Submitted by William Skinner
Refreshingly, the new young leadership of the two major trade unions has made its collective presence felt. This is good because we all know that the old guard had become soft and was not prepared to take on the current administration.
Both the Barbados Labour Party and the Democratic Labour Party have always been well served by our union leadership. The history is there and those who were involved in trade unions going back to the sixties know the script.
I can only hope that these new young and vibrant trade unionists are not in the pockets already of either the Government or Her Majesty’s Opposition. We all know how the political opportunists operate: when in opposition you march with the workers; when in government you simply do not. Bet your bottom dollar that those who are so much in love with the unions today, may not be that romantic when they are calling the shots!
The question as asked by Smokey Burke in one of his popular love songs is :Where do we go from here…he continued : I am not trying to discourage you in any way my dear/but I have had so many broken hearts in my life time before /that I am afraid I can’t take on any more. And finally: Falling in love is not a game at all / You may be out for kicks but I can’t take no licks because my heart is not a ball…”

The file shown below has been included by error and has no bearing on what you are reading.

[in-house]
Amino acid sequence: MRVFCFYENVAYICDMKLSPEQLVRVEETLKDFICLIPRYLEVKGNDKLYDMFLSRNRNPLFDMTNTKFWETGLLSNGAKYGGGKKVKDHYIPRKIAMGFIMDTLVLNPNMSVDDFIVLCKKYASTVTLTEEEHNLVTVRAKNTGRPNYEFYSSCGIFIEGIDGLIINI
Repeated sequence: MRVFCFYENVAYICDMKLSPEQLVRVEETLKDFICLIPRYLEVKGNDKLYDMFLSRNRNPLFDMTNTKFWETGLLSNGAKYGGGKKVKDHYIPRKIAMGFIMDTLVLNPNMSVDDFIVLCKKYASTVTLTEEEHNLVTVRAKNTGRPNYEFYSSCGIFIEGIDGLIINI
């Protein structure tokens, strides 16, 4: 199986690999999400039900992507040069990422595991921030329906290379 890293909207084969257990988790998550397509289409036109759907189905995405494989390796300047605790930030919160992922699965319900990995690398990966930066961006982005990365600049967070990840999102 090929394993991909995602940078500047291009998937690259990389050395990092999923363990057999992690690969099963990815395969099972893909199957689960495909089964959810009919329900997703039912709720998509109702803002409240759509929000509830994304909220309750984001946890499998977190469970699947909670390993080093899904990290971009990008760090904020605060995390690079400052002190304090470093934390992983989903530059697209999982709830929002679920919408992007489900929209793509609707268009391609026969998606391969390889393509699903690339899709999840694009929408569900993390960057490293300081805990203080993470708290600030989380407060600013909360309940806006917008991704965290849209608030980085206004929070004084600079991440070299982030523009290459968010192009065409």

For the better part of forty years the workers in Barbados have been given the short end of the stick. I am speaking of ALL workers. In terms of the professional bodies, they have not feared too well: nurses, teachers , police, junior doctors have all been fighting uphill battles. We have seen employers bluntly refuse to recognize unions; workers being fired without any compassion. In recent times, the so-called Social Partnership was used as a sophisticated public relations tool . This partnership became so “successful” that, it was impossible to tell the difference between the unionists and the workers. Just like the pigs and the farmers, after a while, on Animal Farm.
So, I score round one for the unions and their forthright stance. Now, I await, with guarded optimism, to see what will the rest of the struggle look like. I refuse to be a pessimist and castigate young leaders for making use of the opportunities to be useful agents of social change. They are to be complimented .I hope they rely on real on independent thinkers and advisers. Our country needs an infusion of young ,fearless leaders at all levels.
This talk about youth leadership is a sorry red herring. Arthur, Mottley, Stuart, Jones, Inniss and many others are very young people and they started their careers no older than the two leaders of the BWU and NUPW. Quite frankly in terms of public involvement, we have always had very young citizens actively involved. So let us get off this silly criticism of McDowall (NUPW) and Moore (BWU). Judge them by their contributions not their birth certificates.
The workers of Barbados must be like Smokey Burke and tell the opportunists that love is not a game at all. Quite frankly all of the political management class should listen to this love ballad.’Cause if they only out for kicks, the workers can’t take no more licks. Their hearts are not balls.